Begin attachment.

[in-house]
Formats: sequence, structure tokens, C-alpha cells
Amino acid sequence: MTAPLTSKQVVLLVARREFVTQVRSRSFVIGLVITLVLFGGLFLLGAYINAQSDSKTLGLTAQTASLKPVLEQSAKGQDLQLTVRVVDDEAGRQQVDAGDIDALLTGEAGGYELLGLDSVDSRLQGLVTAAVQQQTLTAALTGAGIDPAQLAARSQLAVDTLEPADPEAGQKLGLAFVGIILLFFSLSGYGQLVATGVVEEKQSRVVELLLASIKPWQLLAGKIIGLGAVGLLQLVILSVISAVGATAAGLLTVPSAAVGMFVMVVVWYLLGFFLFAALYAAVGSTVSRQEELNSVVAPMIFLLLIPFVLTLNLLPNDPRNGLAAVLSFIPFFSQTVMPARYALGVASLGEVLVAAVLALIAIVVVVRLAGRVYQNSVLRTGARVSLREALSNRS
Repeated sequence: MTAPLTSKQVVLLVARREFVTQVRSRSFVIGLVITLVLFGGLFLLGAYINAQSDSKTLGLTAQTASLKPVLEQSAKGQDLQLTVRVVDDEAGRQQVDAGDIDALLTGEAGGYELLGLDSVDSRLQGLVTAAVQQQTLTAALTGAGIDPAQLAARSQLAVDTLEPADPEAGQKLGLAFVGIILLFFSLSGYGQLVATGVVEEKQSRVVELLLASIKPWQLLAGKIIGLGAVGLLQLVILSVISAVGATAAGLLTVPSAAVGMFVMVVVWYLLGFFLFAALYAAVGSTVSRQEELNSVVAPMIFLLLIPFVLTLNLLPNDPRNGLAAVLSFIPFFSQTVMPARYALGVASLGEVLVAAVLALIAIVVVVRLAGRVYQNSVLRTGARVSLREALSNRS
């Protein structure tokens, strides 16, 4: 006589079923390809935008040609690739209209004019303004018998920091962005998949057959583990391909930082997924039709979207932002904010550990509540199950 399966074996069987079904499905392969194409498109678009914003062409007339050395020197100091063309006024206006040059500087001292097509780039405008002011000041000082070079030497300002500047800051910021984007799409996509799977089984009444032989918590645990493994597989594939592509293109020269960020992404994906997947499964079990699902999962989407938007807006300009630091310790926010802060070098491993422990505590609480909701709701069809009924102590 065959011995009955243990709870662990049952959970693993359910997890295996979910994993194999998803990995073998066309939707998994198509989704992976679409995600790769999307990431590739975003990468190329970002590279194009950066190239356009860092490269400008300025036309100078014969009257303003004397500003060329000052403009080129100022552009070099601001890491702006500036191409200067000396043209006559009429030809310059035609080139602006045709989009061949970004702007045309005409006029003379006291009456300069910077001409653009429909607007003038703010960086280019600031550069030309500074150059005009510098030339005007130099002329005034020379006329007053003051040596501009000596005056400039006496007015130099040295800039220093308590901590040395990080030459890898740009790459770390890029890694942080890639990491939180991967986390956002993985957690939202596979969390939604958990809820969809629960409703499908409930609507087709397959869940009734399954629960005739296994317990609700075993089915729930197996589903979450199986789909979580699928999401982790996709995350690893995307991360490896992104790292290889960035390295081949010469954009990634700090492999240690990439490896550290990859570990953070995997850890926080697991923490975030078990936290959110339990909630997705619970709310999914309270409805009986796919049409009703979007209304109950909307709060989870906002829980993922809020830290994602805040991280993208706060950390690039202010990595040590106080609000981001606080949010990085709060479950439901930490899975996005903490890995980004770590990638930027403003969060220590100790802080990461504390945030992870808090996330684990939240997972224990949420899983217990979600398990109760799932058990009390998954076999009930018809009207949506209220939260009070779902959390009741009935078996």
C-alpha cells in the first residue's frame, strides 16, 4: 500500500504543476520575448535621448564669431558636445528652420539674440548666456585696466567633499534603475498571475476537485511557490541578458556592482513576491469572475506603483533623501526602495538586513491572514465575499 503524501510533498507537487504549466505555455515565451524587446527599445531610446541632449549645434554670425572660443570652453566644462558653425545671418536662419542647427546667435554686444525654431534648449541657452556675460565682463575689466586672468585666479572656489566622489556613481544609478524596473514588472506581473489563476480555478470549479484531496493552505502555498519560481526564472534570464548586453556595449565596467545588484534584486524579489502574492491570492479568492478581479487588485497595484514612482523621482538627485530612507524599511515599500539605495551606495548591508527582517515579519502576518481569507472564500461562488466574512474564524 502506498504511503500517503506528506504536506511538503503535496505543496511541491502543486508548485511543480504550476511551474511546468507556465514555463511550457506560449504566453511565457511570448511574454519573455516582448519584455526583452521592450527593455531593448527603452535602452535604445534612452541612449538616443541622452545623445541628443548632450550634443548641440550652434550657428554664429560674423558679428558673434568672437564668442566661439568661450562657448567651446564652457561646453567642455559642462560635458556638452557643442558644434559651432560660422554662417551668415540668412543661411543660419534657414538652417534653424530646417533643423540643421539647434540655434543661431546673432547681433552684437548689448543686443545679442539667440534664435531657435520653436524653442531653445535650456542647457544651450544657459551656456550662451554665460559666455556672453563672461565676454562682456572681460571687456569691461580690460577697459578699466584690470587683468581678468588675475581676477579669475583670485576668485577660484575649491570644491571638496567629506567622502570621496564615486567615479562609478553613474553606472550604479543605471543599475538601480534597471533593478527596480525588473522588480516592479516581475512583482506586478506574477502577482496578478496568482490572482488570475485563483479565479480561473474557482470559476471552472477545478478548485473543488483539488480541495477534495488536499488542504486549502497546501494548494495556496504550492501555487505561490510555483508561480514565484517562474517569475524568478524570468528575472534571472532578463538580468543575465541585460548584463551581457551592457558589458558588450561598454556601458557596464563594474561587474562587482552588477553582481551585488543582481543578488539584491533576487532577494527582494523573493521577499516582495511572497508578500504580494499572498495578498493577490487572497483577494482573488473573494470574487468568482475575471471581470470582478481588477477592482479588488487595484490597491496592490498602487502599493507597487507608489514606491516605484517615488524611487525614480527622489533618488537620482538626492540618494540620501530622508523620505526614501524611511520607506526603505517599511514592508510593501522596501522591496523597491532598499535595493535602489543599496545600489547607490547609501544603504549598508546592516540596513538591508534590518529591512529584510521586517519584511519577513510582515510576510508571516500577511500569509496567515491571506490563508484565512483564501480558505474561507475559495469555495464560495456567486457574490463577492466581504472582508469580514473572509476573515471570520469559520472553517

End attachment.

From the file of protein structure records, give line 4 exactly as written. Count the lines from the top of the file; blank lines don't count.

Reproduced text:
Repeated sequence: MTAPLTSKQVVLLVARREFVTQVRSRSFVIGLVITLVLFGGLFLLGAYINAQSDSKTLGLTAQTASLKPVLEQSAKGQDLQLTVRVVDDEAGRQQVDAGDIDALLTGEAGGYELLGLDSVDSRLQGLVTAAVQQQTLTAALTGAGIDPAQLAARSQLAVDTLEPADPEAGQKLGLAFVGIILLFFSLSGYGQLVATGVVEEKQSRVVELLLASIKPWQLLAGKIIGLGAVGLLQLVILSVISAVGATAAGLLTVPSAAVGMFVMVVVWYLLGFFLFAALYAAVGSTVSRQEELNSVVAPMIFLLLIPFVLTLNLLPNDPRNGLAAVLSFIPFFSQTVMPARYALGVASLGEVLVAAVLALIAIVVVVRLAGRVYQNSVLRTGARVSLREALSNRS